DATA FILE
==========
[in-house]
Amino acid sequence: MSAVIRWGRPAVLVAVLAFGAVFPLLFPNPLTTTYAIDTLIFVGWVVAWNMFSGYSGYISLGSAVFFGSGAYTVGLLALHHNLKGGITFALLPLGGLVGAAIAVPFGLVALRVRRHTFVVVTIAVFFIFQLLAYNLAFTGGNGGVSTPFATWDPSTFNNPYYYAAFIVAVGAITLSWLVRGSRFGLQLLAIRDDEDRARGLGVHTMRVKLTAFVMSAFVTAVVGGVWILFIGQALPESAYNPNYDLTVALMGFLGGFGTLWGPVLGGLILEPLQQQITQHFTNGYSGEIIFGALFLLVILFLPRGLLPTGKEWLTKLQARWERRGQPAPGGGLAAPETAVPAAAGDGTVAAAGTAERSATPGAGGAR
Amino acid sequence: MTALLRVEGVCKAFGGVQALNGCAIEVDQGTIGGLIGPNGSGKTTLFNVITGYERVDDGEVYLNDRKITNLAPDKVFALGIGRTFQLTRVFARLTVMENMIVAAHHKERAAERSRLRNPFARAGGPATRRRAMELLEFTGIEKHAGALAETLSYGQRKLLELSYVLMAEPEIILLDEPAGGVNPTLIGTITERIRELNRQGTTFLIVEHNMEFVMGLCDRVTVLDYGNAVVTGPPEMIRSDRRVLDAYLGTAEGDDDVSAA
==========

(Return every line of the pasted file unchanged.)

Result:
[in-house]
Amino acid sequence: MSAVIRWGRPAVLVAVLAFGAVFPLLFPNPLTTTYAIDTLIFVGWVVAWNMFSGYSGYISLGSAVFFGSGAYTVGLLALHHNLKGGITFALLPLGGLVGAAIAVPFGLVALRVRRHTFVVVTIAVFFIFQLLAYNLAFTGGNGGVSTPFATWDPSTFNNPYYYAAFIVAVGAITLSWLVRGSRFGLQLLAIRDDEDRARGLGVHTMRVKLTAFVMSAFVTAVVGGVWILFIGQALPESAYNPNYDLTVALMGFLGGFGTLWGPVLGGLILEPLQQQITQHFTNGYSGEIIFGALFLLVILFLPRGLLPTGKEWLTKLQARWERRGQPAPGGGLAAPETAVPAAAGDGTVAAAGTAERSATPGAGGAR
Amino acid sequence: MTALLRVEGVCKAFGGVQALNGCAIEVDQGTIGGLIGPNGSGKTTLFNVITGYERVDDGEVYLNDRKITNLAPDKVFALGIGRTFQLTRVFARLTVMENMIVAAHHKERAAERSRLRNPFARAGGPATRRRAMELLEFTGIEKHAGALAETLSYGQRKLLELSYVLMAEPEIILLDEPAGGVNPTLIGTITERIRELNRQGTTFLIVEHNMEFVMGLCDRVTVLDYGNAVVTGPPEMIRSDRRVLDAYLGTAEGDDDVSAA